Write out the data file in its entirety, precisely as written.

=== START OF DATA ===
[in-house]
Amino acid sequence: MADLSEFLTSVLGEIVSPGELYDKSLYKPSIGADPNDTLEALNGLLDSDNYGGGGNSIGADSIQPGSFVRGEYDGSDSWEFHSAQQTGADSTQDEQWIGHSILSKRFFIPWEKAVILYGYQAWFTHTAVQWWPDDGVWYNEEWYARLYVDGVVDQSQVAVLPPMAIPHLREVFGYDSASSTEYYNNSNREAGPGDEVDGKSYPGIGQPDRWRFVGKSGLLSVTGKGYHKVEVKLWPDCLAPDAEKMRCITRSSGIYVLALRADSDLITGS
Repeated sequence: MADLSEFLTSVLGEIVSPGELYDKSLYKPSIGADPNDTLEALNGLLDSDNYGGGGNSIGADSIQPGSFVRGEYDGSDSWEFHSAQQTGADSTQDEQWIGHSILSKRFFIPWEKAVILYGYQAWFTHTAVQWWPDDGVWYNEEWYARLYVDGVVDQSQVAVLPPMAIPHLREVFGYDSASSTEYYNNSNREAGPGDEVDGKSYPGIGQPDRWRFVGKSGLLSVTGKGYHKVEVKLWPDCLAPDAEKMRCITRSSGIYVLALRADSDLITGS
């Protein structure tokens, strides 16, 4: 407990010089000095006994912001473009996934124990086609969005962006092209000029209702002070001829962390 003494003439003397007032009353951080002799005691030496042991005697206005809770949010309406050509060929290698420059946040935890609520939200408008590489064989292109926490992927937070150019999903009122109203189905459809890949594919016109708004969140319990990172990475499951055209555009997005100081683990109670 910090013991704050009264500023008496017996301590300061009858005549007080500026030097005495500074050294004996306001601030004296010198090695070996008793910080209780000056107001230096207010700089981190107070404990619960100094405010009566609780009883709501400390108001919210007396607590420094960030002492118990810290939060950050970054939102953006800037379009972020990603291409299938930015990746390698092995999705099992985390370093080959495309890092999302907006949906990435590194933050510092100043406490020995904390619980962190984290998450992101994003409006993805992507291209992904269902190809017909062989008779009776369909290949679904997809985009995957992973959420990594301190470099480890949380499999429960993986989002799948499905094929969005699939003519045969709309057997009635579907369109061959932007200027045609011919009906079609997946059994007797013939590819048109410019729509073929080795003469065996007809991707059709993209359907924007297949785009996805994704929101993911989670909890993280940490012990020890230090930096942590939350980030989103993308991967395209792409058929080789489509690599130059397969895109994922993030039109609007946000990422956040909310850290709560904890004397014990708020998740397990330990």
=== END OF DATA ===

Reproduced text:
[in-house]
Amino acid sequence: MADLSEFLTSVLGEIVSPGELYDKSLYKPSIGADPNDTLEALNGLLDSDNYGGGGNSIGADSIQPGSFVRGEYDGSDSWEFHSAQQTGADSTQDEQWIGHSILSKRFFIPWEKAVILYGYQAWFTHTAVQWWPDDGVWYNEEWYARLYVDGVVDQSQVAVLPPMAIPHLREVFGYDSASSTEYYNNSNREAGPGDEVDGKSYPGIGQPDRWRFVGKSGLLSVTGKGYHKVEVKLWPDCLAPDAEKMRCITRSSGIYVLALRADSDLITGS
Repeated sequence: MADLSEFLTSVLGEIVSPGELYDKSLYKPSIGADPNDTLEALNGLLDSDNYGGGGNSIGADSIQPGSFVRGEYDGSDSWEFHSAQQTGADSTQDEQWIGHSILSKRFFIPWEKAVILYGYQAWFTHTAVQWWPDDGVWYNEEWYARLYVDGVVDQSQVAVLPPMAIPHLREVFGYDSASSTEYYNNSNREAGPGDEVDGKSYPGIGQPDRWRFVGKSGLLSVTGKGYHKVEVKLWPDCLAPDAEKMRCITRSSGIYVLALRADSDLITGS
């Protein structure tokens, strides 16, 4: 407990010089000095006994912001473009996934124990086609969005962006092209000029209702002070001829962390 003494003439003397007032009353951080002799005691030496042991005697206005809770949010309406050509060929290698420059946040935890609520939200408008590489064989292109926490992927937070150019999903009122109203189905459809890949594919016109708004969140319990990172990475499951055209555009997005100081683990109670 910090013991704050009264500023008496017996301590300061009858005549007080500026030097005495500074050294004996306001601030004296010198090695070996008793910080209780000056107001230096207010700089981190107070404990619960100094405010009566609780009883709501400390108001919210007396607590420094960030002492118990810290939060950050970054939102953006800037379009972020990603291409299938930015990746390698092995999705099992985390370093080959495309890092999302907006949906990435590194933050510092100043406490020995904390619980962190984290998450992101994003409006993805992507291209992904269902190809017909062989008779009776369909290949679904997809985009995957992973959420990594301190470099480890949380499999429960993986989002799948499905094929969005699939003519045969709309057997009635579907369109061959932007200027045609011919009906079609997946059994007797013939590819048109410019729509073929080795003469065996007809991707059709993209359907924007297949785009996805994704929101993911989670909890993280940490012990020890230090930096942590939350980030989103993308991967395209792409058929080789489509690599130059397969895109994922993030039109609007946000990422956040909310850290709560904890004397014990708020998740397990330990």